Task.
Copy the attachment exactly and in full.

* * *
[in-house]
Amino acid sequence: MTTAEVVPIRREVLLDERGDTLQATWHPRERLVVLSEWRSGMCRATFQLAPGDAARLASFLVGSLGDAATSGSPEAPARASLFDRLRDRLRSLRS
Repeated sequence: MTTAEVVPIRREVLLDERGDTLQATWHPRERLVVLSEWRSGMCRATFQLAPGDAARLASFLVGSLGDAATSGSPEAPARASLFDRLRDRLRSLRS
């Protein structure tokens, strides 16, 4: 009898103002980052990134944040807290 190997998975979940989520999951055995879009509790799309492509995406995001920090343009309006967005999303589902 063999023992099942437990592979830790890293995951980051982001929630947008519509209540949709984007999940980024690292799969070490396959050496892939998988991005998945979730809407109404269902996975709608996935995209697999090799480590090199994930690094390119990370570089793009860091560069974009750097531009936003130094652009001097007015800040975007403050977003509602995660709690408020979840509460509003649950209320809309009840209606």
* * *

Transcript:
[in-house]
Amino acid sequence: MTTAEVVPIRREVLLDERGDTLQATWHPRERLVVLSEWRSGMCRATFQLAPGDAARLASFLVGSLGDAATSGSPEAPARASLFDRLRDRLRSLRS
Repeated sequence: MTTAEVVPIRREVLLDERGDTLQATWHPRERLVVLSEWRSGMCRATFQLAPGDAARLASFLVGSLGDAATSGSPEAPARASLFDRLRDRLRSLRS
């Protein structure tokens, strides 16, 4: 009898103002980052990134944040807290 190997998975979940989520999951055995879009509790799309492509995406995001920090343009309006967005999303589902 063999023992099942437990592979830790890293995951980051982001929630947008519509209540949709984007999940980024690292799969070490396959050496892939998988991005998945979730809407109404269902996975709608996935995209697999090799480590090199994930690094390119990370570089793009860091560069974009750097531009936003130094652009001097007015800040975007403050977003509602995660709690408020979840509460509003649950209320809309009840209606």